3. Maybe. Maybe not. Omni-directional antennas are usually not very good.

4. No. An extreme measure would be the Antennas Direct Db-8e. It has two panels, each of which can be aimed independently, and when they are set as an outside corner (90 degrees) they seem to perform OK for signals that are about 90 degrees apart (and yours are 97 degrees apart).

5. Lots of reasons. Sometimes a transmitter can be a few feet higher or lower on a tower. Sometimes trees block some signals but not others.

Others will post. Experiment with the aim of the antenna. You might also consider buying another antenna like the ANT-751 from Best Buy or Walmart and experimenting (both have easy return policies).

Last edited by Jake V; 28-Oct-2015 at 9:46 PM.
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Old 29-Oct-2015, 12:10 AM   #3
billfr
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Hello Jake V,

Thanks for the quick reply.

The roof is asphalt.

The house is all brick, although the soffit has been covered by aluminum.

It is relatively flat here and there are no buildings of any size. All residential housing.

There are some mature trees in the general direction of the towers. The trees are not on my property, but on my neighbors.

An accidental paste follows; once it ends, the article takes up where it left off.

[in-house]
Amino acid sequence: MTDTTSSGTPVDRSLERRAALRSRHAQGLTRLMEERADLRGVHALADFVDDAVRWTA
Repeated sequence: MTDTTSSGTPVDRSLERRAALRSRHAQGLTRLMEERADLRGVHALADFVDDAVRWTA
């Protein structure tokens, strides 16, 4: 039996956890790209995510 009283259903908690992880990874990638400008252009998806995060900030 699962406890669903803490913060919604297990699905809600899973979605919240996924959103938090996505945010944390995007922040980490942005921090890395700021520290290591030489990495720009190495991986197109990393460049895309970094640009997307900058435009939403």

I will continue to experiment with re-aiming the antenna a few degrees at a time. I have been using the compass on a smartphone, would you suggest a different compass.

I will post again after experimenting with different positions for the antenna and/or installing one of the antenna's you have suggested.

Thanks again.
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Old 29-Oct-2015, 12:37 AM   #4
Jake V
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OK. I'll take it that the antenna looks through the asphalt roof and not through anything metal.

Smart phone compasses are not usually reliable. It's best to get a $5 compass at Walmart or a sporting goods store. However, an easy experiment is to aim it where you get PBS strongly but loose one or more of the others and then move the antenna a little at a time towards the the other stations. You might find a sweet spot. If it's easy to do, move the antenna up the pole a few inches. If it's already as high as it can go in the attic then try moving it down a few inches. Basically it's trial and error.
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Old 31-Oct-2015, 1:03 AM   #5
skatingrocker17
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In the summer of 2014 I lived on the far West side of Columbus right off Hillard Rome road because I had an internship downtown. My 2nd floor apartment faced the west (away from all the towers which are mostly all downtown). I had a ClearStream 2V was faced away from the Columbus towers towards Dayton because I wanted to receive ALL the stations. I had had no issue getting all of the Columbus stations along with many of the Dayton ones which where exactly 60 miles away from my location.